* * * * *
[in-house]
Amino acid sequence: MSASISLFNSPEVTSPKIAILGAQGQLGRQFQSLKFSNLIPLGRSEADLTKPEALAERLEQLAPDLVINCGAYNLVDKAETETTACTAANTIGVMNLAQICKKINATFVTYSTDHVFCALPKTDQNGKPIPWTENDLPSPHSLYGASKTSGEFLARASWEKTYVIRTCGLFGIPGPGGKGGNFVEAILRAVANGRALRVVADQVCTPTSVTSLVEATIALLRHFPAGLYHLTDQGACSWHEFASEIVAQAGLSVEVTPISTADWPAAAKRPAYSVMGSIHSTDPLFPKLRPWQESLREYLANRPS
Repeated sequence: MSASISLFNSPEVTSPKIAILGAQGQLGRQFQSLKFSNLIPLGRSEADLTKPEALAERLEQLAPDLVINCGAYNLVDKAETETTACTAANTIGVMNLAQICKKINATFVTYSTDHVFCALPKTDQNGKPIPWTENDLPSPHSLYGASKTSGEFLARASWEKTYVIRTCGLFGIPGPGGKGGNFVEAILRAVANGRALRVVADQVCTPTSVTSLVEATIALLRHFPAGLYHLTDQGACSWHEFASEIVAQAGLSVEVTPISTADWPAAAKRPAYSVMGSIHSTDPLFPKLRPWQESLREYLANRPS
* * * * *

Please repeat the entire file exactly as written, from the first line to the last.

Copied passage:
[in-house]
Amino acid sequence: MSASISLFNSPEVTSPKIAILGAQGQLGRQFQSLKFSNLIPLGRSEADLTKPEALAERLEQLAPDLVINCGAYNLVDKAETETTACTAANTIGVMNLAQICKKINATFVTYSTDHVFCALPKTDQNGKPIPWTENDLPSPHSLYGASKTSGEFLARASWEKTYVIRTCGLFGIPGPGGKGGNFVEAILRAVANGRALRVVADQVCTPTSVTSLVEATIALLRHFPAGLYHLTDQGACSWHEFASEIVAQAGLSVEVTPISTADWPAAAKRPAYSVMGSIHSTDPLFPKLRPWQESLREYLANRPS
Repeated sequence: MSASISLFNSPEVTSPKIAILGAQGQLGRQFQSLKFSNLIPLGRSEADLTKPEALAERLEQLAPDLVINCGAYNLVDKAETETTACTAANTIGVMNLAQICKKINATFVTYSTDHVFCALPKTDQNGKPIPWTENDLPSPHSLYGASKTSGEFLARASWEKTYVIRTCGLFGIPGPGGKGGNFVEAILRAVANGRALRVVADQVCTPTSVTSLVEATIALLRHFPAGLYHLTDQGACSWHEFASEIVAQAGLSVEVTPISTADWPAAAKRPAYSVMGSIHSTDPLFPKLRPWQESLREYLANRPS